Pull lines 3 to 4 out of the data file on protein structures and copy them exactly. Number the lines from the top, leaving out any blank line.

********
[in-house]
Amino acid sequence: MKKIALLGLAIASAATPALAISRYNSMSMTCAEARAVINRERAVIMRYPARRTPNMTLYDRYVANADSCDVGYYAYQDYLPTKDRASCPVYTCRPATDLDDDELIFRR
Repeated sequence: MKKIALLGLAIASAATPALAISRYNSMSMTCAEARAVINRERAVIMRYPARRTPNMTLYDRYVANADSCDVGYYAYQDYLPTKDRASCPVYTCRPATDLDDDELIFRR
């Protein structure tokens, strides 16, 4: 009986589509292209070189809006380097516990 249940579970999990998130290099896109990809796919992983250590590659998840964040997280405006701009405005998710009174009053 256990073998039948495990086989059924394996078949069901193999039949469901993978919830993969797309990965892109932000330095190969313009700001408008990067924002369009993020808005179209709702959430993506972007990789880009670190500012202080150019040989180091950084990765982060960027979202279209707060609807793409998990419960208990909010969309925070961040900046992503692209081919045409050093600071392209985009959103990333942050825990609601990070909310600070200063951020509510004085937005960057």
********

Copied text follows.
Repeated sequence: MKKIALLGLAIASAATPALAISRYNSMSMTCAEARAVINRERAVIMRYPARRTPNMTLYDRYVANADSCDVGYYAYQDYLPTKDRASCPVYTCRPATDLDDDELIFRR
């Protein structure tokens, strides 16, 4: 009986589509292209070189809006380097516990 249940579970999990998130290099896109990809796919992983250590590659998840964040997280405006701009405005998710009174009053 256990073998039948495990086989059924394996078949069901193999039949469901993978919830993969797309990965892109932000330095190969313009700001408008990067924002369009993020808005179209709702959430993506972007990789880009670190500012202080150019040989180091950084990765982060960027979202279209707060609807793409998990419960208990909010969309925070961040900046992503692209081919045409050093600071392209985009959103990333942050825990609601990070909310600070200063951020509510004085937005960057």